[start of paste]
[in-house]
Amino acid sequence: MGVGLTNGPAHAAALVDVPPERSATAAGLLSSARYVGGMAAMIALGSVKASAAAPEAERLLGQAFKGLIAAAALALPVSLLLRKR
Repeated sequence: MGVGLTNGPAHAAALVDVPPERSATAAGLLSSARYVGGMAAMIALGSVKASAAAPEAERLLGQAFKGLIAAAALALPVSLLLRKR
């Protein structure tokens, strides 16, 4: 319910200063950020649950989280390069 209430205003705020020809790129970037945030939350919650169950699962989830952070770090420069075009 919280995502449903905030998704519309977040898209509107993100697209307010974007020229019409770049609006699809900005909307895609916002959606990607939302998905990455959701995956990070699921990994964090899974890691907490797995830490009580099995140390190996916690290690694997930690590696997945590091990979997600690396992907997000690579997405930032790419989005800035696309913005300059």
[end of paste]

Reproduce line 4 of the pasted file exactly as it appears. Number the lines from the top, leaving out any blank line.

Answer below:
């Protein structure tokens, strides 16, 4: 319910200063950020649950989280390069 209430205003705020020809790129970037945030939350919650169950699962989830952070770090420069075009 919280995502449903905030998704519309977040898209509107993100697209307010974007020229019409770049609006699809900005909307895609916002959606990607939302998905990455959701995956990070699921990994964090899974890691907490797995830490009580099995140390190996916690290690694997930690590696997945590091990979997600690396992907997000690579997405930032790419989005800035696309913005300059």